As it appeared in the Daily Nation on June 19th 2019
Dr. Lucy Kiruthu
Early on in my career, I worked at a production plant. It was customary for management team to hold daily meetings. I found the meetings very well organized; they were brief yet productive. What was also evident is that everyone came prepared for the meeting. Often, the meetings started and ended on time. The main production departments also held staff meetings. I moved on to the retail sector and once again, experienced effective meetings. These were held at the beginning of the shift, they were well structured and fun. In addition to updates on the previous day’s performance, challenges that the store was facing were shared and we took a few minutes to recognize acts of kindness witnessed the previous day. There was no need to record minutes at this kind of meeting. My early career experience with meetings was great!
Later on, I worked in two other organizations that also held effective meetings. In one of them, lateness to senior management meetings meant no entry as the door would stay locked. I consider regular staff and management meetings an effective way to communicate, make team decisions and gain commitment. This was not the case when I moved on to a very disorganized organization. Unplanned meetings was the order of the day. No meeting notices were given and no agenda items were shared beforehand. Our Chief Operating Officer simply expected us to show up when he called for a meeting. During the meetings, he intentionally put down those he did not like by highlighting poor performance in their departments. I recall once receiving a call at 6pm while on my way from an assignment in Mombasa informing me that there was a budget meeting as soon as I got to Nairobi. I hated having to attend these meetings. I have witnessed many other ineffective meetings especially as part of my involvement in community initiatives. I am almost certain that most of us hate meetings because we consider then ineffective, a waste of time, money and effort.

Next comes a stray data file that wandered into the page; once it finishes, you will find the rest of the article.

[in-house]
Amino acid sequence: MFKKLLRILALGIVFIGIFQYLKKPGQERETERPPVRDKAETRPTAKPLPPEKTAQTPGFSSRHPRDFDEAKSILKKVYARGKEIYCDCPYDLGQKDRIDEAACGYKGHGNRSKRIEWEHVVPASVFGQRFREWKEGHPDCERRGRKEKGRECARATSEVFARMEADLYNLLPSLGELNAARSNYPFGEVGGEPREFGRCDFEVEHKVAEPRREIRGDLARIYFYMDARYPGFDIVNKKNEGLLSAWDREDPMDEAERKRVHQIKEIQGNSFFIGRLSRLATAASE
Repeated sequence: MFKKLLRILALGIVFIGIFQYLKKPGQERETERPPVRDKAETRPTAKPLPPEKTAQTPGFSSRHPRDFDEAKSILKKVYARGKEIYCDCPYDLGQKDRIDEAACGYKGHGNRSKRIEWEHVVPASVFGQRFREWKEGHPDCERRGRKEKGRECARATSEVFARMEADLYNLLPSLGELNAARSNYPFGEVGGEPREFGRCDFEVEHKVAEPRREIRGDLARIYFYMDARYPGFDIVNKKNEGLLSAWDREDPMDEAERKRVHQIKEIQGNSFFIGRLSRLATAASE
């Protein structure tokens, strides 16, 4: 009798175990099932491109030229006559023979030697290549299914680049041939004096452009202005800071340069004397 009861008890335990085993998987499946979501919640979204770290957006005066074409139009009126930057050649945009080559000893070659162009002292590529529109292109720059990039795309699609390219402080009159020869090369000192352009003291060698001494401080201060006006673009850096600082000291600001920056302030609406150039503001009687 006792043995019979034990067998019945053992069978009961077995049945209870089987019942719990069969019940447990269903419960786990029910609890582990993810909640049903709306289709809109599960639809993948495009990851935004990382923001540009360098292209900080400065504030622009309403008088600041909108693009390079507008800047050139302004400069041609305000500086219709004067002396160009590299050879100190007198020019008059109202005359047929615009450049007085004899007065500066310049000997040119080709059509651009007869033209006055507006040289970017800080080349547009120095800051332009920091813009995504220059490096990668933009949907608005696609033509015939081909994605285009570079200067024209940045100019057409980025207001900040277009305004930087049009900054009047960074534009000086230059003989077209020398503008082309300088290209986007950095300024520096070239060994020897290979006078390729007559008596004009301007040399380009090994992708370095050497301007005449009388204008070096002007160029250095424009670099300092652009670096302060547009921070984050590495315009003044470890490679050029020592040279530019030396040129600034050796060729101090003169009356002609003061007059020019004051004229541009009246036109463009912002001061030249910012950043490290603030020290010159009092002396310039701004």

Every leader, every manager, every person who chairs a meeting has a major responsibility to make it effective. I believe meetings are important. For a meeting to be effective, it should have a purpose and set agenda. The meeting start and end time should be communicated. The person leading the meeting must effectively manage it from start to end. It is not in order for a few people to dominate meeting discussions, get out of topic, and pick phones in between. Items not on agenda are best discussed on the corridors or in the parking lot. In addition, participants should take notes so that they can track their actions. At the end of the meeting, it must be clear who will do what by when and there should be a follow through.
Before you call for the next meeting, have clear answers to these questions. Is the meeting necessary? What is the meeting’s objective? Who will lead the meeting? Who should attend? Why should they attend? What preparation is required by the leader and by the participants? What ground rules will guide the meeting? How long will the meeting last? What input is required from each meeting participant? What outputs are expected from the meeting? Effective meetings require preparation; they are enjoyable, and productive!
Dr. Lucy Kiruthu is a Management Consultant and Trainer. Connect via twitter @KiruthuLucy